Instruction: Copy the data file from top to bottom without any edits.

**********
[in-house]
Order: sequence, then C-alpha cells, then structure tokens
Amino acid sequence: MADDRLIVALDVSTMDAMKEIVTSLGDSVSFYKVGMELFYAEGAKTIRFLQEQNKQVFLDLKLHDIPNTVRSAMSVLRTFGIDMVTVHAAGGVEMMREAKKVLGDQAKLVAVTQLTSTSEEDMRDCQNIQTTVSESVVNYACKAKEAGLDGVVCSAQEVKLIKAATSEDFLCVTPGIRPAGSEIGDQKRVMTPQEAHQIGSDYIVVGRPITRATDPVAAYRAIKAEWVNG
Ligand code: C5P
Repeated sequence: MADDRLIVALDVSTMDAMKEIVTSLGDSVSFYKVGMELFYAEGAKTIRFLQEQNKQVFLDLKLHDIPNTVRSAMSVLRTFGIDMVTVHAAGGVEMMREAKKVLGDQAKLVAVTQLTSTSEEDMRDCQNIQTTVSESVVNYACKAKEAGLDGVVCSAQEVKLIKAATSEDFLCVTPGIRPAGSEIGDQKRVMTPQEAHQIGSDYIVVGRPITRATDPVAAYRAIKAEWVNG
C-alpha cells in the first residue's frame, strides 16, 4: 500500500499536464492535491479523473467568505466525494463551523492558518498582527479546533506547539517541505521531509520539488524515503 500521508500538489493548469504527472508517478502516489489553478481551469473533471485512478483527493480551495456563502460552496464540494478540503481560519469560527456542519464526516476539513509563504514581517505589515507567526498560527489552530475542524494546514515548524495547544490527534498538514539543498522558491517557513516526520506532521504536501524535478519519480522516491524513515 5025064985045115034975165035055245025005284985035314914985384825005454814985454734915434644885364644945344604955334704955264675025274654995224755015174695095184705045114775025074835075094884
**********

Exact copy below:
[in-house]
Order: sequence, then C-alpha cells, then structure tokens
Amino acid sequence: MADDRLIVALDVSTMDAMKEIVTSLGDSVSFYKVGMELFYAEGAKTIRFLQEQNKQVFLDLKLHDIPNTVRSAMSVLRTFGIDMVTVHAAGGVEMMREAKKVLGDQAKLVAVTQLTSTSEEDMRDCQNIQTTVSESVVNYACKAKEAGLDGVVCSAQEVKLIKAATSEDFLCVTPGIRPAGSEIGDQKRVMTPQEAHQIGSDYIVVGRPITRATDPVAAYRAIKAEWVNG
Ligand code: C5P
Repeated sequence: MADDRLIVALDVSTMDAMKEIVTSLGDSVSFYKVGMELFYAEGAKTIRFLQEQNKQVFLDLKLHDIPNTVRSAMSVLRTFGIDMVTVHAAGGVEMMREAKKVLGDQAKLVAVTQLTSTSEEDMRDCQNIQTTVSESVVNYACKAKEAGLDGVVCSAQEVKLIKAATSEDFLCVTPGIRPAGSEIGDQKRVMTPQEAHQIGSDYIVVGRPITRATDPVAAYRAIKAEWVNG
C-alpha cells in the first residue's frame, strides 16, 4: 500500500499536464492535491479523473467568505466525494463551523492558518498582527479546533506547539517541505521531509520539488524515503 500521508500538489493548469504527472508517478502516489489553478481551469473533471485512478483527493480551495456563502460552496464540494478540503481560519469560527456542519464526516476539513509563504514581517505589515507567526498560527489552530475542524494546514515548524495547544490527534498538514539543498522558491517557513516526520506532521504536501524535478519519480522516491524513515 5025064985045115034975165035055245025005284985035314914985384825005454814985454734915434644885364644945344604955334704955264675025274654995224755015174695095184705045114775025074835075094884